Once again, we had crossed paths with our new President. Just two months earlier, President Kennedy had ridden these same streets in his iconic Lincoln convertible. He had visited Fort Bragg to review the troops and watch military exercises.
It was at that time he authorized the wearing of the “Green Beret” for the Army Special Forces. And they were thereafter known as “The Green Berets”.
Everything I took in on this trip brought new dimensions to my nine-year-old world. Expectations were exceeded, assumptions were blown apart.
We took a little family trip off the base to visit nearby Fayetteville. This was a cute, charming southern town with brick facades and tree-lined streets.
And there was something else:
My mom pointed to a sign as we passed a restaurant. It read: “Whites Only”.
This was different… unexpected. What did it mean? My parents explained how things worked down here.
And in that instant, I felt as though part of my brain exploded. My view of the world suddenly widened with a new awareness of other signals and intentions. Now I saw water fountains with “Whites Only” and “Colored Only” signs. Same with bathrooms.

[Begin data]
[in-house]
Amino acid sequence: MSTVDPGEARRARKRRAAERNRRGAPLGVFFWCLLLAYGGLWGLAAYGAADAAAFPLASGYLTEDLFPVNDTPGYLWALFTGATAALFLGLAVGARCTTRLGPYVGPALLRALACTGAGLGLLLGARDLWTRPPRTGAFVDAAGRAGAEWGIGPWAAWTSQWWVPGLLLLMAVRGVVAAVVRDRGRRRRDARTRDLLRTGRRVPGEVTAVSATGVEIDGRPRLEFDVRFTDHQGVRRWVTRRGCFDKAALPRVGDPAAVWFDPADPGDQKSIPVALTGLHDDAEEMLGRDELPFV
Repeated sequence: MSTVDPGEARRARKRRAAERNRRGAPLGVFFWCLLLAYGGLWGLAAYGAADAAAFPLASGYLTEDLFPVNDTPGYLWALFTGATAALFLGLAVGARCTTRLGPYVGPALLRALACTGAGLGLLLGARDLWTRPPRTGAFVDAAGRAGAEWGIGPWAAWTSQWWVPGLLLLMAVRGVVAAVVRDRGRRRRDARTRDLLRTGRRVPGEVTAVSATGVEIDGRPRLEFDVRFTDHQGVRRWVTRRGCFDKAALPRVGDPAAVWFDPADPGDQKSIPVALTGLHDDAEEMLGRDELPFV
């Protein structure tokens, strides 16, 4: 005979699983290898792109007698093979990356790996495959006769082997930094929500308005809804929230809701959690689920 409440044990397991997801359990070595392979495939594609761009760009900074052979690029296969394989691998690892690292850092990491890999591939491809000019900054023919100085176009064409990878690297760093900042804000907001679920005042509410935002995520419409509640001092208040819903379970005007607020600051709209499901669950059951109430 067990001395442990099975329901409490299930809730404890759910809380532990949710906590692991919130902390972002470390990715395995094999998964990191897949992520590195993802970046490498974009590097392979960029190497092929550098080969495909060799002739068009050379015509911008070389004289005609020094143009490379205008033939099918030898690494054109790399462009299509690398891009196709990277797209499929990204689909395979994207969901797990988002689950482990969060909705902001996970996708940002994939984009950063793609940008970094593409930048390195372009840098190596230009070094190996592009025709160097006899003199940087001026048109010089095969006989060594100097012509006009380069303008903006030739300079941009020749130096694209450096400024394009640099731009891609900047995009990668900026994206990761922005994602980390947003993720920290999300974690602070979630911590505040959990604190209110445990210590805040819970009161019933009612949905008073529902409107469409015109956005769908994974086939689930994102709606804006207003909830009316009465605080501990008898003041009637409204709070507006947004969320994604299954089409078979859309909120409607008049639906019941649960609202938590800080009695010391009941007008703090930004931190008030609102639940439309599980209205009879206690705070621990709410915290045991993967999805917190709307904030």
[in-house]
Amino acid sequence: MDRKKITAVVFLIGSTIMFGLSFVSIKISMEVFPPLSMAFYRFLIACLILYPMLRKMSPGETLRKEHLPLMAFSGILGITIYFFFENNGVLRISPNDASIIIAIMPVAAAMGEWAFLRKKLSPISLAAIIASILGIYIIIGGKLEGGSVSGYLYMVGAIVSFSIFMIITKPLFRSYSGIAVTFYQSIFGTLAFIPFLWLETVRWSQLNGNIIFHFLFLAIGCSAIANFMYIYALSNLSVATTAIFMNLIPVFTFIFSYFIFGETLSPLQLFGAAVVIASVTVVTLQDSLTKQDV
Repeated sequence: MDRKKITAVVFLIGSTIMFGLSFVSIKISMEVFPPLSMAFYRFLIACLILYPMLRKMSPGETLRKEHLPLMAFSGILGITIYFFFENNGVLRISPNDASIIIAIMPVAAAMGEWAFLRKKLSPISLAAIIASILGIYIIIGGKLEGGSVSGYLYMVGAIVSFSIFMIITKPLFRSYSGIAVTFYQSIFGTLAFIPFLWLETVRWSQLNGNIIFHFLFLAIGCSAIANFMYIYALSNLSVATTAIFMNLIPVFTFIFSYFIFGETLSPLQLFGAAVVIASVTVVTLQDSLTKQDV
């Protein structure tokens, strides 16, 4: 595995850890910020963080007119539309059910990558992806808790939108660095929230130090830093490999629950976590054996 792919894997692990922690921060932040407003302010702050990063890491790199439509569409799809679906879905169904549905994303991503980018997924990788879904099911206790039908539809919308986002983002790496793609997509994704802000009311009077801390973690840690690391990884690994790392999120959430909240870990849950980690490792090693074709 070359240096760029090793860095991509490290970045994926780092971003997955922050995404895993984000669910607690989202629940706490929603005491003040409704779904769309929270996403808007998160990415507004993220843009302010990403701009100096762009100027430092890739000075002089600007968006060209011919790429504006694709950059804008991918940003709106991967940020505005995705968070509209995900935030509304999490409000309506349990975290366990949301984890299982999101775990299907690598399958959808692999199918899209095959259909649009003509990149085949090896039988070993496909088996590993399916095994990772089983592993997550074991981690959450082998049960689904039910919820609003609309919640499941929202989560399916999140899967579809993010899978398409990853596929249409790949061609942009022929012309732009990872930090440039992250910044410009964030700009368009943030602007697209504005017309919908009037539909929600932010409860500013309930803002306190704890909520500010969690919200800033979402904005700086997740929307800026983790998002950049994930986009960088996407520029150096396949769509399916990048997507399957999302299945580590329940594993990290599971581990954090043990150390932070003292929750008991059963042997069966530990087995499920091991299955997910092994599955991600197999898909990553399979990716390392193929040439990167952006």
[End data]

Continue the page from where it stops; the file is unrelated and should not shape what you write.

This may have been my first exposure to cognitive dissonance. Because on the base I saw young white and black soldiers marching together, mixing together, going through army life together.
But a short drive away in town, reality spun in a different direction.
There was just so much to figure out for a little kid. This thing in Berlin. Dad being away. The military life. Now these scary signs at restaurants and bathrooms. Bathrooms!
None of the dots connected. I only knew one thing: I definitely wasn’t ready for the grown-up world. I just wanted to go back to the base and have a hamburger at the Officer’s Club with my family. And then maybe I could figure it all out.
Now these many decades later, I’m still eating hamburgers. And still trying to put it all together….